- It’s strawberry season right now in Florida — so the strawberries we featured at the demo were fresh.
- It’s best to choose organic strawberries to avoid pesticides commonly used in conventional growing.
- Strawberries are a great source of vitamin C, an antioxidant necessary for immune and skin health.
Pair Something New with Something Familiar
I paired the new recipe, strawberry salsa, with a familiar favorite snack —tortilla chips. Try serving unfamiliar foods or flavors that young children tend to dislike at first (sour and bitter), with familiar foods they naturally prefer (sweet and salty). Pairing bitter broccoli with salty grated cheese, for example, is a great combination for young kids.
Make a Game Out of It
This helps kids associate healthy eating with positive thoughts and feelings. It is more enjoyable to talk about and learn about food when it’s fun, making it accessible and likely to hold their attention. One idea for a game is to come up with as many ways to eat the item as possible. Here are some ideas for strawberries: strawberries can be used to sweeten yogurt, cottage cheese, and hot or cold cereals; blend frozen strawberries into smoothies with bananas, spinach, and yogurt; chop fresh strawberries to add to salads, side dishes, or salsa; and dip them into nut butter or dark chocolate for a sweet, fiber-rich treat.
Appeal to Their Senses and Make it Fun
At this demo, I offered a familiar food – salsa – in a unique and adventurous way, making it with fruit instead of vegetables. Children are especially open to trying foods arranged in eye-catching, creative ways. Make foods look irresistible by arranging them in fun, colorful shapes kids can recognize. Finger foods are also usually a hit. The strawberry salsa is very appealing to the eye – ruby red with specks of green from the cilantro and purple from the red onion. Help your child explore new flavors and textures in food by adding different herbs and spices to simple meals.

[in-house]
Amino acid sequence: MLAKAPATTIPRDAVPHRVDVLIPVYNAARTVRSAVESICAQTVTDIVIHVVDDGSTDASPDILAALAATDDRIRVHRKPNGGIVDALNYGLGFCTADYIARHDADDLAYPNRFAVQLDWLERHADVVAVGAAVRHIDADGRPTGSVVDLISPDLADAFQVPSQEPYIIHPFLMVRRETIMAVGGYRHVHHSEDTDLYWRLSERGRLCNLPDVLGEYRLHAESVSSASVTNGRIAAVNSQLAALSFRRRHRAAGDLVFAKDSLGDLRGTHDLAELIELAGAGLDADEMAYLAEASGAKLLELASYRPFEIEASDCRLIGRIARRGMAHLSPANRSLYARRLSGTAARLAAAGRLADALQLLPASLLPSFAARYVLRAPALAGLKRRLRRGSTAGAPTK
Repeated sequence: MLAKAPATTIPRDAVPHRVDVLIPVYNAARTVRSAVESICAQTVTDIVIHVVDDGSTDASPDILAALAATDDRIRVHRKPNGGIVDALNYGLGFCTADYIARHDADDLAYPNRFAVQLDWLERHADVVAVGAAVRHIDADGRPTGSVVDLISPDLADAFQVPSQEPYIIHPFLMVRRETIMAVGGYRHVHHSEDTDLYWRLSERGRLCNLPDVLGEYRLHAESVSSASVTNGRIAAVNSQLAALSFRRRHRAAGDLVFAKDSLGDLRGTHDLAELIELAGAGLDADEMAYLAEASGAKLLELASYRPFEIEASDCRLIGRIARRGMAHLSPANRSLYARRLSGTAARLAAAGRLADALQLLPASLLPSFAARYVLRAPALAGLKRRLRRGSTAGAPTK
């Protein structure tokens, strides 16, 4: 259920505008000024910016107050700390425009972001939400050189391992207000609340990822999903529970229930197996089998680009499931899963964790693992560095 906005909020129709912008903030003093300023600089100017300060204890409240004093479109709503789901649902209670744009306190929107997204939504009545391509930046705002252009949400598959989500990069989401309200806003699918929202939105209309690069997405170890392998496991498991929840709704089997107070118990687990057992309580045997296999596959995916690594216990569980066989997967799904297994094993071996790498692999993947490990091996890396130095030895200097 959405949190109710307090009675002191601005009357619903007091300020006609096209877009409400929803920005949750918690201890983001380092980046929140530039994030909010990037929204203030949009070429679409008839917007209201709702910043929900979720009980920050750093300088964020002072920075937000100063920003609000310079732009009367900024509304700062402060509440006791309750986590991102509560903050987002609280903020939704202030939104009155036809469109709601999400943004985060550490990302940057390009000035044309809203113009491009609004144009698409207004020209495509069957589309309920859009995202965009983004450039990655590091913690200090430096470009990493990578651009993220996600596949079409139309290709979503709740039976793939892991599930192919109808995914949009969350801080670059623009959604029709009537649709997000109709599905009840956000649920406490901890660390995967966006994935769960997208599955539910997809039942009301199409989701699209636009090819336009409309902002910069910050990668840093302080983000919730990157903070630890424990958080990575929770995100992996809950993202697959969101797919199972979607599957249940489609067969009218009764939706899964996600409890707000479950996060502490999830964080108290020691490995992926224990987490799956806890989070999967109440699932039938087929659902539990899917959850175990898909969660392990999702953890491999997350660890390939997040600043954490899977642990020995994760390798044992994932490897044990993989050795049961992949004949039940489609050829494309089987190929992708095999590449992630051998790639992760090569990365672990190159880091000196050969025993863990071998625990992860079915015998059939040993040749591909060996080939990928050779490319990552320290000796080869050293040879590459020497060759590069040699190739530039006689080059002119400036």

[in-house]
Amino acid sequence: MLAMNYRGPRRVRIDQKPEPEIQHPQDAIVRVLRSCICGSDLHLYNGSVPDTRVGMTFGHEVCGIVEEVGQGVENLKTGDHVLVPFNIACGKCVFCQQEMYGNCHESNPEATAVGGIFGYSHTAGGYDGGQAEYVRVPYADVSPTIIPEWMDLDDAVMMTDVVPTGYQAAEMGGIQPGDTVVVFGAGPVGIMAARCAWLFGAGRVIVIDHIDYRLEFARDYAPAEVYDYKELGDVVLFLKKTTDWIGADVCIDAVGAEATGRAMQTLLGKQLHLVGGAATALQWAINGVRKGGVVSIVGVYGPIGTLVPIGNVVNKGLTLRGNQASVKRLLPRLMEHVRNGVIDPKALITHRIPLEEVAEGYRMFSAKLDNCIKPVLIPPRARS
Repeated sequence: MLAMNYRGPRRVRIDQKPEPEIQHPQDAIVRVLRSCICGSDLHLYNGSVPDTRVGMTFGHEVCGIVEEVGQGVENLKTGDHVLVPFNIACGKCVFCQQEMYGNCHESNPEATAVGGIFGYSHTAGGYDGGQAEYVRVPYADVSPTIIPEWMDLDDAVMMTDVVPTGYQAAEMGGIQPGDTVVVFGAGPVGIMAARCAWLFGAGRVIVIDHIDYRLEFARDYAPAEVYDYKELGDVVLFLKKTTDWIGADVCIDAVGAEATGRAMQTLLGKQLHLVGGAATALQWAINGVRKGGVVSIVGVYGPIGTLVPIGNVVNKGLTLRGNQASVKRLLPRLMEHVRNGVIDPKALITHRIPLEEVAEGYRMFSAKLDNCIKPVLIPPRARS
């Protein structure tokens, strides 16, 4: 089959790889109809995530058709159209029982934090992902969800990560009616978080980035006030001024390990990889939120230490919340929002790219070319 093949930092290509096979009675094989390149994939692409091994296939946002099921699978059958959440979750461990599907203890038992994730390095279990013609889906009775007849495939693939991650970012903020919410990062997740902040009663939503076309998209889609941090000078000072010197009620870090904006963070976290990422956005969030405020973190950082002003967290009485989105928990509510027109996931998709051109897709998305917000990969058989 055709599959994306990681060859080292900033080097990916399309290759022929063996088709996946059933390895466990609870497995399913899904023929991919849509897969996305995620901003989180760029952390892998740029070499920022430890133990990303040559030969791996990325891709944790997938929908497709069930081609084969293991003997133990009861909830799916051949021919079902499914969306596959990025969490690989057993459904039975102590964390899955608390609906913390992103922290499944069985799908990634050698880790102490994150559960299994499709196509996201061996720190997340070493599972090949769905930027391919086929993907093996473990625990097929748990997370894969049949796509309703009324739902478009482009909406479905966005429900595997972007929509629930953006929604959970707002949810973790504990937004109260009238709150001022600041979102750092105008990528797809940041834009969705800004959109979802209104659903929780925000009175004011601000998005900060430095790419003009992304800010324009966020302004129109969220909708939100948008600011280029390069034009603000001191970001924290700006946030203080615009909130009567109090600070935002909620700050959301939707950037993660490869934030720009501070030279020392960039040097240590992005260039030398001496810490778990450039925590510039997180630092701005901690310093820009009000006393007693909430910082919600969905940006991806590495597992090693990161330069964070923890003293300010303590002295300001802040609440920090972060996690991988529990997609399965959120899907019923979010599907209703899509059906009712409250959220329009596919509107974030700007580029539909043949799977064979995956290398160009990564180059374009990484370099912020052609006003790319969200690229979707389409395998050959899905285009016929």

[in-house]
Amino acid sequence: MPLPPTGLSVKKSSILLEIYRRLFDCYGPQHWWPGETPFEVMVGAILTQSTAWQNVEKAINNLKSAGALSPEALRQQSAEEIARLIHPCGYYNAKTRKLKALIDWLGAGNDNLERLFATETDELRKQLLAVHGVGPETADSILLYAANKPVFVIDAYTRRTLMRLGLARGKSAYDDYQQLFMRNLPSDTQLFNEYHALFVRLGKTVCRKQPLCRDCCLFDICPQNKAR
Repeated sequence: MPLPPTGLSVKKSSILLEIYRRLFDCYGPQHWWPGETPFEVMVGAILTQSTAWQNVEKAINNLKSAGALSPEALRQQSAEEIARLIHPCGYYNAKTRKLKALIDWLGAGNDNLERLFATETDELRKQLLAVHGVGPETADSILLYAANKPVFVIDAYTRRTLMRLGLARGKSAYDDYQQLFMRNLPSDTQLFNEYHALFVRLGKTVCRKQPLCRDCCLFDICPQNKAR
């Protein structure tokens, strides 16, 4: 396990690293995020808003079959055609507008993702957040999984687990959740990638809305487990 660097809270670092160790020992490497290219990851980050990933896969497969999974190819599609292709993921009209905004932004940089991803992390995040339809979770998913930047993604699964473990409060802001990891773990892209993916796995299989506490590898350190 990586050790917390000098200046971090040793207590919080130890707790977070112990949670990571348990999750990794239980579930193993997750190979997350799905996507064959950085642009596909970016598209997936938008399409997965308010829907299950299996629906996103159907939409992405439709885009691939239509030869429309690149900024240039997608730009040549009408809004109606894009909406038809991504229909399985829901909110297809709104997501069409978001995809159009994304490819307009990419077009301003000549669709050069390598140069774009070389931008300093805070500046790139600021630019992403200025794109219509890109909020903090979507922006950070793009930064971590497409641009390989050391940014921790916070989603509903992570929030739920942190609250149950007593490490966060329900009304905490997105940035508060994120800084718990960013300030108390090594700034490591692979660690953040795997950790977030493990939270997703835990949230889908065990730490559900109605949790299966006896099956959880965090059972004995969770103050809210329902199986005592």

Help Kids Learn Where Their Food Comes From
Kids can learn where their food comes from by growing a miniature garden in the backyard or a container garden. Plant easy-to-grow foods that the child might otherwise resist trying, such as spinach or sweet peppers. Children love to use their hands and get dirty by helping out in the garden, and it is especially rewarding to make a meal from something they grew themselves. You can also go on a family field trip to visit a local farm!
Let Your Child Choose
Children should be able to choose what and how much to eat from what's offered. No pressure. At the same time, avoid offering separate meals or snacks if they refuse to eat. Instead, be sure to include at least one food at meals and snacks that the child already likes. Allow them to reject or refuse a food, but still offer it again later. It can take children 15-20 tries to like a new food. Repeated exposure may help a rejected food become a new favorite. This will help them recognize and stay in touch with their hunger and fullness cues as well.
With these simple strategies, kids can broaden their tastes and become adventurous with eating. Here are some recipes you can try at home!
By Prathima Kannan, MPH, RDN, LDN